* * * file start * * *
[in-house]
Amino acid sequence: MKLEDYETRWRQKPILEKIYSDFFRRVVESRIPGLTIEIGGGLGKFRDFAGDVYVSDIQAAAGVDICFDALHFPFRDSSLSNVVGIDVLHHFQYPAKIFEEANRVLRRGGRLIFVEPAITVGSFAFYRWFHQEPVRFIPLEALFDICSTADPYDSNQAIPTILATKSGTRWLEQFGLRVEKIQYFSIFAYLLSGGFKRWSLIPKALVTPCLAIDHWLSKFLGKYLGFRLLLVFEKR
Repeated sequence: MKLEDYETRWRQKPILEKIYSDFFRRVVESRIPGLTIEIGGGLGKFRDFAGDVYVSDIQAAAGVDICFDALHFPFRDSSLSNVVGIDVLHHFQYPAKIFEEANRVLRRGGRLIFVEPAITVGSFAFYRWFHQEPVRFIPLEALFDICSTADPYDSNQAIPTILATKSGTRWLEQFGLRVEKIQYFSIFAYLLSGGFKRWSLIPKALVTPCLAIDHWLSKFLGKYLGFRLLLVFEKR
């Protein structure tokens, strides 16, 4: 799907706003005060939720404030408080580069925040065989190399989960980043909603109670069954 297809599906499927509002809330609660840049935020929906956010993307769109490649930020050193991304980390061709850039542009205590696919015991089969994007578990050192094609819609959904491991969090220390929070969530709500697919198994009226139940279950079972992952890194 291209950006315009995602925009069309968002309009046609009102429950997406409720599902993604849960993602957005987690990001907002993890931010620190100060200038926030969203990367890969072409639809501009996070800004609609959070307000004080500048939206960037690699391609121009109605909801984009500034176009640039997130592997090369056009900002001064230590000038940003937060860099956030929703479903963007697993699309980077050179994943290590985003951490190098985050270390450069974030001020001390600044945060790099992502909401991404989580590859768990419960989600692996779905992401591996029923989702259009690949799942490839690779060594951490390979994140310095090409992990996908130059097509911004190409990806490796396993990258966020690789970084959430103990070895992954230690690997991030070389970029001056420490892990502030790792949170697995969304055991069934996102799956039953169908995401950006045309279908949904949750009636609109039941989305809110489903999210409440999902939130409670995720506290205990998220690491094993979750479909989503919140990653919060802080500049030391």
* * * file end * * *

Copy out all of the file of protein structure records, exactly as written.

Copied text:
[in-house]
Amino acid sequence: MKLEDYETRWRQKPILEKIYSDFFRRVVESRIPGLTIEIGGGLGKFRDFAGDVYVSDIQAAAGVDICFDALHFPFRDSSLSNVVGIDVLHHFQYPAKIFEEANRVLRRGGRLIFVEPAITVGSFAFYRWFHQEPVRFIPLEALFDICSTADPYDSNQAIPTILATKSGTRWLEQFGLRVEKIQYFSIFAYLLSGGFKRWSLIPKALVTPCLAIDHWLSKFLGKYLGFRLLLVFEKR
Repeated sequence: MKLEDYETRWRQKPILEKIYSDFFRRVVESRIPGLTIEIGGGLGKFRDFAGDVYVSDIQAAAGVDICFDALHFPFRDSSLSNVVGIDVLHHFQYPAKIFEEANRVLRRGGRLIFVEPAITVGSFAFYRWFHQEPVRFIPLEALFDICSTADPYDSNQAIPTILATKSGTRWLEQFGLRVEKIQYFSIFAYLLSGGFKRWSLIPKALVTPCLAIDHWLSKFLGKYLGFRLLLVFEKR
């Protein structure tokens, strides 16, 4: 799907706003005060939720404030408080580069925040065989190399989960980043909603109670069954 297809599906499927509002809330609660840049935020929906956010993307769109490649930020050193991304980390061709850039542009205590696919015991089969994007578990050192094609819609959904491991969090220390929070969530709500697919198994009226139940279950079972992952890194 291209950006315009995602925009069309968002309009046609009102429950997406409720599902993604849960993602957005987690990001907002993890931010620190100060200038926030969203990367890969072409639809501009996070800004609609959070307000004080500048939206960037690699391609121009109605909801984009500034176009640039997130592997090369056009900002001064230590000038940003937060860099956030929703479903963007697993699309980077050179994943290590985003951490190098985050270390450069974030001020001390600044945060790099992502909401991404989580590859768990419960989600692996779905992401591996029923989702259009690949799942490839690779060594951490390979994140310095090409992990996908130059097509911004190409990806490796396993990258966020690789970084959430103990070895992954230690690997991030070389970029001056420490892990502030790792949170697995969304055991069934996102799956039953169908995401950006045309279908949904949750009636609109039941989305809110489903999210409440999902939130409670995720506290205990998220690491094993979750479909989503919140990653919060802080500049030391």